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Scientists from all walks of life can make life better on Earth

Michael McGaw’s southern Louisiana hometown is sinking due to subsidence and local sea level rise, which is why he trained to become an engineering technician at APTIM. Techs like McGaw gather field data that is essential to figuring out how to get more sediment to the coastal wetlands to improve flood protections and ecosystem health.

Geoscientists study the physical aspects of the Earth. Most split their time between working in offices and laboratories, and working outdoors. Doing research and investigations outdoors is commonly called fieldwork and can require irregular working hours and extensive travel to remote locations.

Geoscientists typically need a bachelor’s degree for entry-level jobs. For some positions, employers may prefer to hire candidates who have a master’s degree.

Native Louisianan Michael McGaw works as an engineering technician for APTIM in the Coastal Ports and Marines Division. APTIM is a global industry leader committed to accelerating the transition towards a clean and efficient energy economy in order to build a sustainable future for our communities and the natural world. “When I was given the opportunity to work in this environment, it was something I felt like I couldn’t say no to,” says McGaw, “I would do whatever I can to help preserve it.” Engineering technicians such as McGaw operate all the essential equipment required to collect field data that will ultimately help improve flood protection for coastal Louisiana.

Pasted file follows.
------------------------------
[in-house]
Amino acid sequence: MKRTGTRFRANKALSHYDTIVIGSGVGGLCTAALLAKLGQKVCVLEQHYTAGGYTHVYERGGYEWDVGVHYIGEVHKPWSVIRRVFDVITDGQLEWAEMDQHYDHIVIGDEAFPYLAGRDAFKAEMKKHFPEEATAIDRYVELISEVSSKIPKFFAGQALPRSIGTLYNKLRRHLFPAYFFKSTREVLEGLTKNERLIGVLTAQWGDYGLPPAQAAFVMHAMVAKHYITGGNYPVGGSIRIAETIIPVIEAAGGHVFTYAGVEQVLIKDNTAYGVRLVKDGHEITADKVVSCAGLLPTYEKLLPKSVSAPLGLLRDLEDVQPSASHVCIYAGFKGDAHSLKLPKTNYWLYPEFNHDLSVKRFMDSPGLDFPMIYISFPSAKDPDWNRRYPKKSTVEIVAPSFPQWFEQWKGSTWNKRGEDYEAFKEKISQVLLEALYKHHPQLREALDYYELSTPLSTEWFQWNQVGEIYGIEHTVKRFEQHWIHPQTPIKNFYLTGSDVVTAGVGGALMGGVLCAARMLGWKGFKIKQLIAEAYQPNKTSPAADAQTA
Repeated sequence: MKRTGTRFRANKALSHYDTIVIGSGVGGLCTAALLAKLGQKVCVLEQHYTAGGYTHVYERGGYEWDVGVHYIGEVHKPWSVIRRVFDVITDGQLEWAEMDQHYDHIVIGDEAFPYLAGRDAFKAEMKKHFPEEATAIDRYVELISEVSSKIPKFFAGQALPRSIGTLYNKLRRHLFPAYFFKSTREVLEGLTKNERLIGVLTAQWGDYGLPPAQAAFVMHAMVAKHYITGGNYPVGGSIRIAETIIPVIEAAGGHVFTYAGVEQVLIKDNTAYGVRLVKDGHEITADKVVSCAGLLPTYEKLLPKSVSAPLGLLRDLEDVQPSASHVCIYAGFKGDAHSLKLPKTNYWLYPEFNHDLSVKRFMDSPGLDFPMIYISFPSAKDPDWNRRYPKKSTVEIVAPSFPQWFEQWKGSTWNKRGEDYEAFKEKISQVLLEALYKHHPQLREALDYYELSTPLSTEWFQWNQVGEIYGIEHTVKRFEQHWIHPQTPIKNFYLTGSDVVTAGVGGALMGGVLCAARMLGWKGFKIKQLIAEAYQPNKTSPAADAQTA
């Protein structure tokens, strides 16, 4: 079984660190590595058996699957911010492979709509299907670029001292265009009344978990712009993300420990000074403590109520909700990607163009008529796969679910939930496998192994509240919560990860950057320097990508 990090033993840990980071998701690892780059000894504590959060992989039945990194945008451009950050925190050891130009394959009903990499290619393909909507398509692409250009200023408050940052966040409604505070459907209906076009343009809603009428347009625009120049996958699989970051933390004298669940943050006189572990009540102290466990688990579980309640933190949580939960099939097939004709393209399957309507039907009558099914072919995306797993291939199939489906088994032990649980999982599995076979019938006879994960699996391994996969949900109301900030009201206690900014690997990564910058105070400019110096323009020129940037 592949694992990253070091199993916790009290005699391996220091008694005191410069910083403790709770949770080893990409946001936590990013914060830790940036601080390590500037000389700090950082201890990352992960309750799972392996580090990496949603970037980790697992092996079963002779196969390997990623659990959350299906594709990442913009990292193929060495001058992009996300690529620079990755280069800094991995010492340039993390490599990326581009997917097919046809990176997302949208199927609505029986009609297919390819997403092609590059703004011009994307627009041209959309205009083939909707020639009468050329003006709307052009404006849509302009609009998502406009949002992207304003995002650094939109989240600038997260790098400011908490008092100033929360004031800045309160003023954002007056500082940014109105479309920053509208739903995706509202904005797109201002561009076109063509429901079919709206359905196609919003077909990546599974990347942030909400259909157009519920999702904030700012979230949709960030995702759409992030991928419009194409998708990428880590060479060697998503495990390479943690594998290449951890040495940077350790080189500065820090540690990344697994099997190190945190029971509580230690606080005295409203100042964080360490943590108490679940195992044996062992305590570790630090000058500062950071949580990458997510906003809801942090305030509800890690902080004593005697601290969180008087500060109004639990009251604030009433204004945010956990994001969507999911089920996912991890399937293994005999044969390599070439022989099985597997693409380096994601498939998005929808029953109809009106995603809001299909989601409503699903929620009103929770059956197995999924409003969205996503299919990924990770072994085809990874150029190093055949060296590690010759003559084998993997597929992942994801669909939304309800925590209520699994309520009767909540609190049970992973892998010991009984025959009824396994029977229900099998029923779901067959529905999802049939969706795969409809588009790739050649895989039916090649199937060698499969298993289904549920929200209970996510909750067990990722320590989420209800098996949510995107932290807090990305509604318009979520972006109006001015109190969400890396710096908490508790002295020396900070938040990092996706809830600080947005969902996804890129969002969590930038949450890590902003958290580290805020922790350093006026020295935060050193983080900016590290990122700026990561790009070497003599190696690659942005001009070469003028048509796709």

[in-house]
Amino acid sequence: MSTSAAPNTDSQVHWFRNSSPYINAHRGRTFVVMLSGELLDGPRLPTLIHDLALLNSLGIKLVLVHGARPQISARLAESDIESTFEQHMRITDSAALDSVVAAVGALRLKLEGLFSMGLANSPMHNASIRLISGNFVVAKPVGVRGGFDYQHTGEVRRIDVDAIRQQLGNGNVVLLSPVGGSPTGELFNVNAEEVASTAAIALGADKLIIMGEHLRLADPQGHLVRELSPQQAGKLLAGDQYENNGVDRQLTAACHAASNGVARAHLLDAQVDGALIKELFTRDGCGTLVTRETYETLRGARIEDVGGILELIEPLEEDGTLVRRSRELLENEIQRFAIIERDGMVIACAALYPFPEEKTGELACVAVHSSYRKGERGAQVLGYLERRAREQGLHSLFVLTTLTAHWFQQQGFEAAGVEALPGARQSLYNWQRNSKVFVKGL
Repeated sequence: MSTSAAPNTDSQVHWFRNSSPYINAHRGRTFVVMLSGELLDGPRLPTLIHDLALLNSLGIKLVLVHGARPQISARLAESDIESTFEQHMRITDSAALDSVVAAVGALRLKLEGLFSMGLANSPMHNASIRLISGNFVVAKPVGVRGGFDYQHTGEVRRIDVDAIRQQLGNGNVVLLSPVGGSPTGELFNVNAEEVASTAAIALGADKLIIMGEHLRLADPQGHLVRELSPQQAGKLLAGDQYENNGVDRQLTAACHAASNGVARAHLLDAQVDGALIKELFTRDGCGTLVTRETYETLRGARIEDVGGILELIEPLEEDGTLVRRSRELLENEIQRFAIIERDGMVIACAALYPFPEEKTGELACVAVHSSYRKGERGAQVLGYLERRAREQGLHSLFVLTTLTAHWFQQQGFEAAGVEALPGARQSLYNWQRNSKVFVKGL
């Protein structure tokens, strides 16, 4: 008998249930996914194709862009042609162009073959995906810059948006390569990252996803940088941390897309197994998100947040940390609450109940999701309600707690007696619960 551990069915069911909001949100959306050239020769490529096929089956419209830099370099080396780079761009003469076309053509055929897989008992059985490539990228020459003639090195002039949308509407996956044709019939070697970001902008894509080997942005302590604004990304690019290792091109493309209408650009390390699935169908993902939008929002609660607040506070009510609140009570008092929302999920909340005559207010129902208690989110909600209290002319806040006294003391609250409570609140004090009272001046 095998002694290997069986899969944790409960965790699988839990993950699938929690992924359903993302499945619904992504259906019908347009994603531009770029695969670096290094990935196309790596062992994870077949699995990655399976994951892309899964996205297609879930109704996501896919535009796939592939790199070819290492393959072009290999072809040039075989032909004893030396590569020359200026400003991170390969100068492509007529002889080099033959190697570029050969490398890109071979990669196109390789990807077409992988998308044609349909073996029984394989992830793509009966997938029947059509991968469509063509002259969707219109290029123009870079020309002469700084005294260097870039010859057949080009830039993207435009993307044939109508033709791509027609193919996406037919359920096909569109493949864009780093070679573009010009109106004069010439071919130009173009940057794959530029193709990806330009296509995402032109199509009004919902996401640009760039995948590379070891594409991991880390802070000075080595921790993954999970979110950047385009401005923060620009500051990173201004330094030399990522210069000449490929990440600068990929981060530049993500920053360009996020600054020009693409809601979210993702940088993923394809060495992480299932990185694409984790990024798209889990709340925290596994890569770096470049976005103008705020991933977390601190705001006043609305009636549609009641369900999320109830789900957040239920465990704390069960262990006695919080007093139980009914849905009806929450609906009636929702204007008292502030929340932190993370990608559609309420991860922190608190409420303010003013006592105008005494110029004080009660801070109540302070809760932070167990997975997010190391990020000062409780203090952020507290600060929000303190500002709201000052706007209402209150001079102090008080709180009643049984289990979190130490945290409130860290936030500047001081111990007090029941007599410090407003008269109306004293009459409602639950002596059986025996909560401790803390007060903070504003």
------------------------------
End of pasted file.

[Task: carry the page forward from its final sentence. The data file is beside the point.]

Maricel Beltrán-Burgos works as a research associate at The Water Institute of the Gulf. The Water Institute is an independent, non-profit, applied research institutes that advances science and develops integrated methods to solve complex environmental and societal challenges. “Science is never a one-person job,” says Beltrán-Burgos. “ You have to work with a lot of people… It’s teamwork.” Research associates like Beltrán-Burgos organize, process, and analyze data that is obtained in the field, and then present their data to clients in order to inform their decision-making.

In 2020, the median pay for geoscientists was $93,580 per year, or $44.99 per hour. According to the Bureau of Labor Statistics, employment of geoscientists is projected to grow 7% from 2020 to 2030, about as fast as the average for all occupations.

About 3,100 openings for geoscientists are projected each year, on average, over the decade. Many of these openings are expected to result from the need to replace workers who transfer to different occupations or exit the labor force, such as to retire.

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